An 86-year-old man presented to our clinic with sudden unset of dysphonia, dysphagia and consistent pain in the right ear.  His medical history included arterial hypertension and diabetes. Eleven and ten years ago he underwent subtotal gastrectomy and left nephrectomy due to gastric and kidney cancer. Neurological examination at the day of the admission revealed dysphonic speech, tongue deviation to the right side, lower palatal arch on the right and weaker sternocleidomastoid muscle on the same side. Fiberendoscopy showed right vocal cord palsy. The rest of the neurological examination was normal, with no autonomic dysfunction. Initial brain multislice computed tomography (MSCT) scan done in emergency department was unremarkable. Subsequently we came across information that two months prior to the admission he underwent right mastoidectomy with polypectomy of the external auditory canal due to chronic inflammation. The pathohistological diagnosis was pyogenic granuloma and due to right ear infection with Pseudomonas aeruginosa he was treated with a second-generation fluoroquinolone, ciprofloxacin during 14 days. Additional MSCT of temporal bones showed mastoid cells filled with mixed absorption coefficient content which was seen in external canal and around ossicles in the middle ear with destruction of the distal mastoid part of the facial nerve bony canal. Posterior wall of the nasopharynx was thickened in the right half, giving an impression of an expansive process destroying outer corticalis of clivus and surrounding internal carotid artery in distal C1 and proximal C2 segment. On MSCT angiography right internal carotid artery was narrowed in those segments (Figure 1). Bone scintigraphy with technetium-99m-MDP verified pathological accumulation in the lateral right occipital towards mastoid bone and in the 7th thoracic vertebrae (Figure 2). His chest x-ray was unremarkable. Laboratory findings showed microcytic anaemia with low serum iron value (8 umol/L) and ferritin (9.1 ug/L) but high unsatured iron binding capacity (67 umol/L). Urea, creatinine, C-reactive protein (13.1 mg/L) and fibrinogen values were slightly elevated. Immunoglobulin G kappa and lambda free light chains were highly elevated (IgG kappa 38.30 mg/L, IgG lambda 59.10 mg/L). The rest of the complete blood cell count, liver function enzymes, electrolyte panel, coagulation profile, carcino-embryonic antigen (CEA),  alpha-fetoprotein (AFP), carbohydrate antigen 19-9 (CA 19-9), cytokeratin-19 (CYFRA 21-1), neuron-specific enolase (NSE) and prostate-specific antigen (PSA) were within the normal range. He was treated with analgesics: paracetamol (1000 mg per day) and opioid tramadolum (50 mg per day). Because of epipharyngeal process he underwent functional endoscopic surgery with biopsy. Pathohistological analysis revealed mucous parts with mononuclear cell infiltration, but without neoplastic cells. Antibiotic treatment with ciprofloxacin during 21 days has been conducted. Control magnetic resonance imaging of the skull base and temporal bones was done three months after the initial neurological symptoms first occurred. It revealed excessive secretion in the middle ear and destructed mastoid cells. There was intensive post contrast imbibition of the content below dural membrane. It was extended to the cranial edge of the external auditory canal and it represented fibrous change after the surgery. Infiltrative changes of the right pyramidal apex and the body of the sphenoid bone extended to the posterocranial wall of nasopharynx, affecting clivus and circumducting internal carotid artery without compromitation of the blood flow. On one month follow- up examination patient was pain free with persistent residual 9th-12th cranial nerve palsy on the right side.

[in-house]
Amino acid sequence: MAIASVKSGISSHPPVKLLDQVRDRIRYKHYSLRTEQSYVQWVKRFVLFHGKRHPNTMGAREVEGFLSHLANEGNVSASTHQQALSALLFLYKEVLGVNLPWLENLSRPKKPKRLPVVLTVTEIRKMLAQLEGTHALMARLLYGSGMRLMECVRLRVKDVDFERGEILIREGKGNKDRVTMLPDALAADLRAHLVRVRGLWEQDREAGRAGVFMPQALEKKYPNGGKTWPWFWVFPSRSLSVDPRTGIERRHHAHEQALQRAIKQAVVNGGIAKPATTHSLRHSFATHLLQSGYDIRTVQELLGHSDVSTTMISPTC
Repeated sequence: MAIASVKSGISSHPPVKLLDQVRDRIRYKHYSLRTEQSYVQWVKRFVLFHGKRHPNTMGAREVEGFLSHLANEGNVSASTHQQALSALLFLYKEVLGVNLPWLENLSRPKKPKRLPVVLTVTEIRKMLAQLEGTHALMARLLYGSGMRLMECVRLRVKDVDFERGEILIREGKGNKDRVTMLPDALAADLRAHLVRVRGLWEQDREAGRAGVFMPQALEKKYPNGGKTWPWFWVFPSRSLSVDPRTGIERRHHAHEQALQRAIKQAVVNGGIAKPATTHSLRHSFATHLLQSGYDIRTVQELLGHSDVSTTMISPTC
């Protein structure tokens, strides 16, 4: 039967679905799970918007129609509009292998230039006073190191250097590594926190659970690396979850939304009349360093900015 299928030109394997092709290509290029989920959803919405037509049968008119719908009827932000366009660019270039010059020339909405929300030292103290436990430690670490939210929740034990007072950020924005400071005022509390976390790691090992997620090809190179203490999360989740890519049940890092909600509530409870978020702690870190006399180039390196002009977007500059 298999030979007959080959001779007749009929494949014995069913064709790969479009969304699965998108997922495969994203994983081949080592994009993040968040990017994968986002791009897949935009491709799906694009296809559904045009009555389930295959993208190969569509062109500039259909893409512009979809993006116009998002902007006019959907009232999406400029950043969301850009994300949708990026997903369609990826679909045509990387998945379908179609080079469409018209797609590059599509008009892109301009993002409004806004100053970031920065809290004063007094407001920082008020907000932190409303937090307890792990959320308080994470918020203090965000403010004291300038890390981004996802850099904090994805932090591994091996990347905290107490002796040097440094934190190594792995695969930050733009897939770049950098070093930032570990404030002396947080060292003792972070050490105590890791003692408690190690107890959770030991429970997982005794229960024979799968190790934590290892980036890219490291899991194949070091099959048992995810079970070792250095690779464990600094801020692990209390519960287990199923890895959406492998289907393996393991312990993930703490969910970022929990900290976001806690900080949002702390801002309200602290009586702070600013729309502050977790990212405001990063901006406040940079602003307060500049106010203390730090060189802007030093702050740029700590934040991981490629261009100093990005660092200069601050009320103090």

Figure 1a. MSCT angiography reconstruction (coronal plane) shows internal carotid artery narrowing at the entrance of carotid canal (arrow).